Uber has released a detailed white paper outlining the virtues and current blocking factors of what it calls “on-demand aviation,” or a network of small vertical take-off and landing (VTOL) craft that would make it possible for users to summon flying transport whenever they want to easily get around within and between cities.
The white paper is summarized by Uber Chief Product Officer Jeff Holden on Medium, where he outlines a dream scenario of a Marina SF to San Jose commute time of just 15 minutes — a huge improvement on the current, traffic-heavy trip of nearly two hours.
Holden argues that use of VTOLs for trips like this will actually be affordable for use by many people every day, and undercut even the cost of owning a car. He believes it’ll be made possible by high production volume manufacturing, which will reduce cost over time, since while the technology included in today’s VTOLs is actually similar to that included in a car, the volume cost benefits are not there, leading to VTOLs being 20 times more expensive to make.
Despite high initial costs, Holden says that ridesharing should help even early VTOL service be affordable, which will allow costs to lower as the service spreads, and scale manufacturing comes into play.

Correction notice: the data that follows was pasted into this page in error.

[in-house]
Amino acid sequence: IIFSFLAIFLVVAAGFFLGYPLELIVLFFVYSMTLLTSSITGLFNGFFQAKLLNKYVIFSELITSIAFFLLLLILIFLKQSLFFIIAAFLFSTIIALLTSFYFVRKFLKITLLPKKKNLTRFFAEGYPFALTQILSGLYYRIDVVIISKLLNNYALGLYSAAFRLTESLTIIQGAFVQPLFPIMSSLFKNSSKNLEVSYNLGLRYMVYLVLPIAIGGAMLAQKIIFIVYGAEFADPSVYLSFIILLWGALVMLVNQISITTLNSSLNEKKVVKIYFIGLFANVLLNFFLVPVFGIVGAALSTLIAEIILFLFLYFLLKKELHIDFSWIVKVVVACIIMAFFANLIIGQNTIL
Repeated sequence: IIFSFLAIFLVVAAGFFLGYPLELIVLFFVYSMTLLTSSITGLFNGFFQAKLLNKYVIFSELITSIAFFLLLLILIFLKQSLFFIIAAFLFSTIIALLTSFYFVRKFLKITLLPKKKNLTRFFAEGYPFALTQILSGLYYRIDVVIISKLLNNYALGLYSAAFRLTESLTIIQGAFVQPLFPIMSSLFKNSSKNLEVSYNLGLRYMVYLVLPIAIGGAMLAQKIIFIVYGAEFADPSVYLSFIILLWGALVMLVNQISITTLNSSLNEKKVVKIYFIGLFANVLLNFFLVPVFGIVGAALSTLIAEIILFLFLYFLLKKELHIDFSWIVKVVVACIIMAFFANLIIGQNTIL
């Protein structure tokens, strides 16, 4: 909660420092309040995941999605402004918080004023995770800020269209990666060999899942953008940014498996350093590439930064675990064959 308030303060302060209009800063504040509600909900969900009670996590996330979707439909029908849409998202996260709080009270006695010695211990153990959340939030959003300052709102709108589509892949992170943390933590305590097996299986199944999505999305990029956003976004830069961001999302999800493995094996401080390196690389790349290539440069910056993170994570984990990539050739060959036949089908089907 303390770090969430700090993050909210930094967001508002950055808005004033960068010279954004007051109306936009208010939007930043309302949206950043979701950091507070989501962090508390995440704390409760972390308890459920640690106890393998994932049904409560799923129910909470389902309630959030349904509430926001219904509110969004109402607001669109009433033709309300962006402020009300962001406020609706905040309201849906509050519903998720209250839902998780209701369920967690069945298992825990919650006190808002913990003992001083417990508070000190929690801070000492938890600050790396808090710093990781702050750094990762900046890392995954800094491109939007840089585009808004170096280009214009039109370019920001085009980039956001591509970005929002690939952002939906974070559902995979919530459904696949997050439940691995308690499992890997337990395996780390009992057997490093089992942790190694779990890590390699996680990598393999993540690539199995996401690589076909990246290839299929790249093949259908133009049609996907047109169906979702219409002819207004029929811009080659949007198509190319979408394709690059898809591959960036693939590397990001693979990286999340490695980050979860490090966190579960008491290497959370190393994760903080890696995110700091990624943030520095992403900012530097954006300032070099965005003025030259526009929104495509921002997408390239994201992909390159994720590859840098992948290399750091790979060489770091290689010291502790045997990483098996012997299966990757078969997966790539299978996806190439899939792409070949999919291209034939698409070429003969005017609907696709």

This isn’t something we can expect tomorrow, Holden notes, saying it’s affordable “in the long-term.” He outlines the current barriers to making on-demand short flights a reality, including certification (getting FAA and other global regulatory body approval); the limits of current battery tech; the inefficiency of helicopters, which are the closest equivalent to Uber’s theoretical VTOLs; performance and reliability of the craft, which will need to be tested in various conditions over many miles before they’re deemed safe; and, on top that, there’s still air traffic control, cost, safety, urban noise, emissions, training for operators, landing pad infrastructure and more to take into consideration.
Still, NASA and FAA are looking for solutions, and Uber outlines its own potential ways of addressing these barriers in their white paper, with the key factor in determining their action being speed of bringing on-demand aviation to market safely. Uber will also host a summit for those involved in the space, from entrepreneurs to VTOL makers, which it is hoping will occur some time in early 2017.
Uber clearly has serious interest in making on-demand aviation a reality, and it plans to reach out to cities, governments and other private and public sector stakeholders to make it happen. It’s clear that the company considers its identity as a mobility provider as extending far beyond a simple car-based ridesharing network, and it’ll be interesting to see what comes out of this forthcoming summit on airborne ridesharing.